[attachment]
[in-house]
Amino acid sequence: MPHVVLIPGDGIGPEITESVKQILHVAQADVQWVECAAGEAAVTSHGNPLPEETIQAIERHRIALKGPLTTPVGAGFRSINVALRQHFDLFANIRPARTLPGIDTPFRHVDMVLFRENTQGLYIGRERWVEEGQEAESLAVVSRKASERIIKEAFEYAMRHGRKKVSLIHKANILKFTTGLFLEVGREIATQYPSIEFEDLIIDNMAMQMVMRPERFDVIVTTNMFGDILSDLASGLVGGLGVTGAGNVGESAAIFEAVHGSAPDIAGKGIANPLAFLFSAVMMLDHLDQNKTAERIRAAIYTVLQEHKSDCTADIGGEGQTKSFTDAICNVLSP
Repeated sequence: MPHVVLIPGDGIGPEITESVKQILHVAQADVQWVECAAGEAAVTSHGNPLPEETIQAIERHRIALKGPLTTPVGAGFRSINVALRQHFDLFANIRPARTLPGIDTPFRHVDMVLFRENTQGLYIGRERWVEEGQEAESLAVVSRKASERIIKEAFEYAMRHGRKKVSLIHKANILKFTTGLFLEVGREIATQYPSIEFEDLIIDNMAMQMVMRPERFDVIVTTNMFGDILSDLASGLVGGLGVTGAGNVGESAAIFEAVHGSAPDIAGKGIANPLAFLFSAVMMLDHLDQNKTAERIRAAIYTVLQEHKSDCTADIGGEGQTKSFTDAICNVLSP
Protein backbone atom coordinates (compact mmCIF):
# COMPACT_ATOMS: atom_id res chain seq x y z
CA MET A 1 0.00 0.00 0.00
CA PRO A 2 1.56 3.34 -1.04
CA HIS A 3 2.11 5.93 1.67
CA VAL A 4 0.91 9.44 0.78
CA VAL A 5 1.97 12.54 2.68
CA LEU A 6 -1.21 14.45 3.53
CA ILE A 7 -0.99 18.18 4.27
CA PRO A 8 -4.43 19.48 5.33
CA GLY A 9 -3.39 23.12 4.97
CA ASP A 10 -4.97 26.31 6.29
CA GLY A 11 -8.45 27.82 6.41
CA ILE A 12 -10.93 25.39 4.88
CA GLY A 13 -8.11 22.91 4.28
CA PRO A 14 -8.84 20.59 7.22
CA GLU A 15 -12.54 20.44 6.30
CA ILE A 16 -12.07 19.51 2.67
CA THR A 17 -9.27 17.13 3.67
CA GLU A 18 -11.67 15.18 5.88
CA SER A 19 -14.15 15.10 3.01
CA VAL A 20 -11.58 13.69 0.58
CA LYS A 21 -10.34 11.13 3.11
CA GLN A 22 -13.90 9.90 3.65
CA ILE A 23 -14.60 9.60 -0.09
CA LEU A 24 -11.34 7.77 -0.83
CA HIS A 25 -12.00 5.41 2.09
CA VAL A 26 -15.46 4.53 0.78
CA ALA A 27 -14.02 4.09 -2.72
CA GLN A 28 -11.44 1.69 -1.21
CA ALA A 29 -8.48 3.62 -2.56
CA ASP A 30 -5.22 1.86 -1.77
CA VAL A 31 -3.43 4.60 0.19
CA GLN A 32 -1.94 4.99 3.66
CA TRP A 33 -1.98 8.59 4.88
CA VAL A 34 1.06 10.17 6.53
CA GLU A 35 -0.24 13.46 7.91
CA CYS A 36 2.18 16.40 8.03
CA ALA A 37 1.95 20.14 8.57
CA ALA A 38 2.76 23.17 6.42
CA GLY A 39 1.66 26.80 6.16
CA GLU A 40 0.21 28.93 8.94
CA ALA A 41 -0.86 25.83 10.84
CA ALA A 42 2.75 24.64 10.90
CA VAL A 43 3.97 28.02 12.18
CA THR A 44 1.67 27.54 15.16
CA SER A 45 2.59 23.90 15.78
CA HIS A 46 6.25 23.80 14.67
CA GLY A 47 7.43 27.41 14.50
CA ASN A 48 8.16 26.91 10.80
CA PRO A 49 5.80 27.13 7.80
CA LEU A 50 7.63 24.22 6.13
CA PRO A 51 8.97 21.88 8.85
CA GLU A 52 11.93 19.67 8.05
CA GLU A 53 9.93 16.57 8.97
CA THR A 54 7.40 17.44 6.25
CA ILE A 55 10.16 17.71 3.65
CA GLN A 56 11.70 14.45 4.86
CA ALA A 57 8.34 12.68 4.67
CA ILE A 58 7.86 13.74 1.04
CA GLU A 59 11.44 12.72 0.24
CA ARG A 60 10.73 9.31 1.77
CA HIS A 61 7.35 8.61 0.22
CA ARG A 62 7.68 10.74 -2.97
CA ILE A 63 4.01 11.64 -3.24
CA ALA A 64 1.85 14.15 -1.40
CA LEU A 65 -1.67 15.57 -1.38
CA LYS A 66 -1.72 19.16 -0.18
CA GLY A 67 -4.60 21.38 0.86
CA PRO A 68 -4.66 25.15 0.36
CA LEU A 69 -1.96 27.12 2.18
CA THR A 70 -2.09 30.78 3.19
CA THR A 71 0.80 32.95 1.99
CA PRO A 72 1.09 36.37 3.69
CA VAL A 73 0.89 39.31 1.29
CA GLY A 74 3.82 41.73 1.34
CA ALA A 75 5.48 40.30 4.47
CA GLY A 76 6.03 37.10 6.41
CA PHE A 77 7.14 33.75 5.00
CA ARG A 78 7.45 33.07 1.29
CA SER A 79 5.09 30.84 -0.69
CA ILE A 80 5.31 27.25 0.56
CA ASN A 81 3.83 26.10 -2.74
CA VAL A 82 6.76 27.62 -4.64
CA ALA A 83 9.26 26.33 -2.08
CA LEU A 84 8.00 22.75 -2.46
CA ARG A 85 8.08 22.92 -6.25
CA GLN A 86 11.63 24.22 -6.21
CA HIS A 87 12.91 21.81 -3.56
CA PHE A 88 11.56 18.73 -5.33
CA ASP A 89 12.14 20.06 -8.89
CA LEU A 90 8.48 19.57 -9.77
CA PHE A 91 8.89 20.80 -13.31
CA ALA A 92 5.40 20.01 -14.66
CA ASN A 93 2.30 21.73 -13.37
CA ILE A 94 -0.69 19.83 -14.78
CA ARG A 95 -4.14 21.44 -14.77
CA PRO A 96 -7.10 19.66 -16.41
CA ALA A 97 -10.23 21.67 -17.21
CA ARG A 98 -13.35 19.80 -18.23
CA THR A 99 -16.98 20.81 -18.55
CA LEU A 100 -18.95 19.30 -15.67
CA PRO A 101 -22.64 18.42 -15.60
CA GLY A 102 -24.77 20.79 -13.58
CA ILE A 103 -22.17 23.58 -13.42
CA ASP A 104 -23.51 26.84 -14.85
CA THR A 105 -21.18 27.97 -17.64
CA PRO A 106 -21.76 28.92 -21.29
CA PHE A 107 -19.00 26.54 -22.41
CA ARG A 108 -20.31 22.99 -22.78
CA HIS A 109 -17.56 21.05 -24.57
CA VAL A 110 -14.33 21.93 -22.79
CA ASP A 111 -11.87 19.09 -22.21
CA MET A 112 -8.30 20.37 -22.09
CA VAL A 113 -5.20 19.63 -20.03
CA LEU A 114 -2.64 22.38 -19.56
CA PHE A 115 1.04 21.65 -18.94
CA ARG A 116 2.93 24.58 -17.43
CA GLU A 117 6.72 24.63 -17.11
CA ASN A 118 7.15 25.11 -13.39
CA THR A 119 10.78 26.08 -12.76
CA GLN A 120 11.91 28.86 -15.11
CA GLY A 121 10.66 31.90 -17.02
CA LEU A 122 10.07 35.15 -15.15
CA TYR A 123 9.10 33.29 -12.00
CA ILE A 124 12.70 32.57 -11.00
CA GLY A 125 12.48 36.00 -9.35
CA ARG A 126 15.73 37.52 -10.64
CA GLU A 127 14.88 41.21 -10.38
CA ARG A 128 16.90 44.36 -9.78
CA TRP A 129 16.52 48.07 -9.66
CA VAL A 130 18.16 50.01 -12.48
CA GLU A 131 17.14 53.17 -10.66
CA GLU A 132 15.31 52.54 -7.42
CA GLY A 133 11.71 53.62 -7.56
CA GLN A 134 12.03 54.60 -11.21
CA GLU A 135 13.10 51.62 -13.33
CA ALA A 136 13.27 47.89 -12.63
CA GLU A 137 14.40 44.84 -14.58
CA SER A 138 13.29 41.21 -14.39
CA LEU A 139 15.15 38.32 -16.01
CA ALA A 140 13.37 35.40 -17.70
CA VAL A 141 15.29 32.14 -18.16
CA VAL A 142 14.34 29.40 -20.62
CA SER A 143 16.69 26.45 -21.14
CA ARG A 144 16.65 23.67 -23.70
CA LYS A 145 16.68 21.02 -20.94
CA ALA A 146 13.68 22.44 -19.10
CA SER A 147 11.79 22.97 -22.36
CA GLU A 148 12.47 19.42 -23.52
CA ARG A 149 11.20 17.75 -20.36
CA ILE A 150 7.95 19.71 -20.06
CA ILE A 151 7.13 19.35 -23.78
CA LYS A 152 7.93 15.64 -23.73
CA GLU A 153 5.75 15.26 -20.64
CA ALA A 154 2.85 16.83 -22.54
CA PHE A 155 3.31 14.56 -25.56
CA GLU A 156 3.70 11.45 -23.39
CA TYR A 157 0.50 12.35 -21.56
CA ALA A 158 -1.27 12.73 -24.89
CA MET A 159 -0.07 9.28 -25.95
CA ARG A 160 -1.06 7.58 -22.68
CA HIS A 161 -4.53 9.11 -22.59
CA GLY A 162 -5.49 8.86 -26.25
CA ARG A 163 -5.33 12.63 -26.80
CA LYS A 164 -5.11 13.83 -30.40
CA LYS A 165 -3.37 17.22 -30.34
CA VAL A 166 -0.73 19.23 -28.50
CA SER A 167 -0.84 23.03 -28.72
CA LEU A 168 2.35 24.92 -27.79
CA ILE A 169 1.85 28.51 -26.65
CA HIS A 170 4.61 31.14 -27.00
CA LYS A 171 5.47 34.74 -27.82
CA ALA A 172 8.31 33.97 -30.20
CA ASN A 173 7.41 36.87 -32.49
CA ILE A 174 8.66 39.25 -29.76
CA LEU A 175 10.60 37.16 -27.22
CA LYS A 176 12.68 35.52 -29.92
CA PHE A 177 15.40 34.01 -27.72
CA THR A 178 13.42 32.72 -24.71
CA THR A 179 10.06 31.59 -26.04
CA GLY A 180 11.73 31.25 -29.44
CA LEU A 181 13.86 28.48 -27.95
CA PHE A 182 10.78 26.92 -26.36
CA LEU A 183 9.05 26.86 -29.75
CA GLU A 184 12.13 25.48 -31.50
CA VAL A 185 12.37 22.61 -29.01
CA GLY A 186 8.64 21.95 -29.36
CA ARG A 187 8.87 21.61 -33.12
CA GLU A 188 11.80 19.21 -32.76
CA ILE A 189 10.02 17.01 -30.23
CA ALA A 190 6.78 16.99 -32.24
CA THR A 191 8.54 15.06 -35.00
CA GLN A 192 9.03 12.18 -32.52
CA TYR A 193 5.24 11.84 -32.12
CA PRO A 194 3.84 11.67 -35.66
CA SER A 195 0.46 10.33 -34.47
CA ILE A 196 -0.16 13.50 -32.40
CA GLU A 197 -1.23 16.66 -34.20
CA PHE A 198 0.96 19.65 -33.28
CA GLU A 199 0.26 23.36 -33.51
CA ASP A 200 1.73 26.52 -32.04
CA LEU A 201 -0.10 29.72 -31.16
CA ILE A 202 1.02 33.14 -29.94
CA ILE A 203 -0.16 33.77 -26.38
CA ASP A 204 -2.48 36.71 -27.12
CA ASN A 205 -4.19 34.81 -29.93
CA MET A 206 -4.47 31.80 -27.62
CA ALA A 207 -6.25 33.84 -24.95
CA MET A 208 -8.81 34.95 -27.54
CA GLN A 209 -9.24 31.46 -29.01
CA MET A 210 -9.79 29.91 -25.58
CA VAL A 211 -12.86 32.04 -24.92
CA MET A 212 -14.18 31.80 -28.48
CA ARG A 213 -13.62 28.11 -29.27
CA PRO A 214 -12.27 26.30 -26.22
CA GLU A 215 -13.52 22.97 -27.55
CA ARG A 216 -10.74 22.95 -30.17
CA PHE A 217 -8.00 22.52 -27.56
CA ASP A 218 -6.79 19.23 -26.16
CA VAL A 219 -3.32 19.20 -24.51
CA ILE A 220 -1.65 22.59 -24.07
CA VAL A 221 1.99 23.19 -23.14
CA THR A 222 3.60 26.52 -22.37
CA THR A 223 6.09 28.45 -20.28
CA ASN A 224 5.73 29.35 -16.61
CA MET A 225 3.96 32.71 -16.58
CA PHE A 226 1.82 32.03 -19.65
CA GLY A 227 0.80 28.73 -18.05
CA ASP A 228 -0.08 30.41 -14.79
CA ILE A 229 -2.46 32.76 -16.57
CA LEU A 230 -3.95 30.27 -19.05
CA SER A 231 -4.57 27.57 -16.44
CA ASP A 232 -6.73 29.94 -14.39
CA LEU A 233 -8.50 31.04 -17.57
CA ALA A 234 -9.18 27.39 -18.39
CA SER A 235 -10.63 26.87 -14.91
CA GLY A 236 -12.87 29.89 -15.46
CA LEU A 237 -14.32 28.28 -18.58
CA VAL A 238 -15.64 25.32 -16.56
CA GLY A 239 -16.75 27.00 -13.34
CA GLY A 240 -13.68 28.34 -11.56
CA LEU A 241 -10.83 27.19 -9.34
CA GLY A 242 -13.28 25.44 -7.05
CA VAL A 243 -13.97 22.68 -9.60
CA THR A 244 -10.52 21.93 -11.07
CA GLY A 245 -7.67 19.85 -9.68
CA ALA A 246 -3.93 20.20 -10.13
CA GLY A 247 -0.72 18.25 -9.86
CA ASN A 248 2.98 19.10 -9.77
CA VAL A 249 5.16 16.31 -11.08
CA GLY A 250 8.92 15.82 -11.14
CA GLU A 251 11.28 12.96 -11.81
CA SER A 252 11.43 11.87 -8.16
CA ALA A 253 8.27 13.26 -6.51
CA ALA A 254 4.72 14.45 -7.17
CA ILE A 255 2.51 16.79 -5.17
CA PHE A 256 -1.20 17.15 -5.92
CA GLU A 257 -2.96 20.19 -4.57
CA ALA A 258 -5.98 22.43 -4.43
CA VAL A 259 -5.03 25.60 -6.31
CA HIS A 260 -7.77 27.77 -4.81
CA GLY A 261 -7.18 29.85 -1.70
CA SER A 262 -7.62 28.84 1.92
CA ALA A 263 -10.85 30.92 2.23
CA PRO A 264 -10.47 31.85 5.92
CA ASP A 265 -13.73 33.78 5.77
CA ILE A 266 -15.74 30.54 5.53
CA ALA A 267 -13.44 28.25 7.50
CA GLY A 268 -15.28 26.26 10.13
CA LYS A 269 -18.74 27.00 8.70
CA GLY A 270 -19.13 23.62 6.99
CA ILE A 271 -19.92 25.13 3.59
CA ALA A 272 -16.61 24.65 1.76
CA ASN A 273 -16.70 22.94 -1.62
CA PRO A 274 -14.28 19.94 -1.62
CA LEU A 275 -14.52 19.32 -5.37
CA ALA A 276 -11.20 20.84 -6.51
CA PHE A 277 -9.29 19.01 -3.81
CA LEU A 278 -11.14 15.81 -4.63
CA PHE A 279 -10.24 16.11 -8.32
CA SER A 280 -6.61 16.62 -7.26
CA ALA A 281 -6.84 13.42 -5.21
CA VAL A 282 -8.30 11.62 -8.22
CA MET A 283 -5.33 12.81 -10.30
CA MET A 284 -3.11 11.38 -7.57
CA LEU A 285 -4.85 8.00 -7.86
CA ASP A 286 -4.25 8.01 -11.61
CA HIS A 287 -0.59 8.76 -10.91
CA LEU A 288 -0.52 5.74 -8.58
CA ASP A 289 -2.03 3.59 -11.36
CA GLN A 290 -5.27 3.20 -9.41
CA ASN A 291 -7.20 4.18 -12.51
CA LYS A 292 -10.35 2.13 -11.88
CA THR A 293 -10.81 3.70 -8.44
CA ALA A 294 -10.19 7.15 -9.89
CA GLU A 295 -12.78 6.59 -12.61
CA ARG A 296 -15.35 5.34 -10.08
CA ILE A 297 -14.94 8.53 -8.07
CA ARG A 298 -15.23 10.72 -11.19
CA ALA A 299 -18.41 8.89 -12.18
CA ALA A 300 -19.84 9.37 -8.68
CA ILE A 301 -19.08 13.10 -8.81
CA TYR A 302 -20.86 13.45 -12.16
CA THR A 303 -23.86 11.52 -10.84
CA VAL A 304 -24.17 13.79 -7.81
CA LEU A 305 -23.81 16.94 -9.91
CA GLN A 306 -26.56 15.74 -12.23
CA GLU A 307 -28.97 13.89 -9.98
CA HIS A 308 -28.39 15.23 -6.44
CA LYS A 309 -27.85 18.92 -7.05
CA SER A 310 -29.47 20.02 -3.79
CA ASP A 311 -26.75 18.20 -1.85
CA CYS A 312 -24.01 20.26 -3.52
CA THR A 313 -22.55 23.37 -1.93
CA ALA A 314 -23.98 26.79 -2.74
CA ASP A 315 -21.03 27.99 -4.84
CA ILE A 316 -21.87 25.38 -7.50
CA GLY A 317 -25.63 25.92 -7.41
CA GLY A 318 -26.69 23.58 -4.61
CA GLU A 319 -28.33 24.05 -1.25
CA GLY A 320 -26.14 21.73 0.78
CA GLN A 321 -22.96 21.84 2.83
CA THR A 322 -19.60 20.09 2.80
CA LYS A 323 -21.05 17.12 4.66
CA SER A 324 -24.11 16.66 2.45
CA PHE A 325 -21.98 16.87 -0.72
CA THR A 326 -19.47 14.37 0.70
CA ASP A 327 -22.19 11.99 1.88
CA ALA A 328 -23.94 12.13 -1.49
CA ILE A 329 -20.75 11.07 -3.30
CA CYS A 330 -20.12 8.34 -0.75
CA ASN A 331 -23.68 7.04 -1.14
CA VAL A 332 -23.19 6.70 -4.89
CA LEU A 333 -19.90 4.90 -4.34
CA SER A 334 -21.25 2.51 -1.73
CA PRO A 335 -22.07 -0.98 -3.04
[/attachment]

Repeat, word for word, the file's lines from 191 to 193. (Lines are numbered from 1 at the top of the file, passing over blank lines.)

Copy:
CA GLY A 186 8.64 21.95 -29.36
CA ARG A 187 8.87 21.61 -33.12
CA GLU A 188 11.80 19.21 -32.76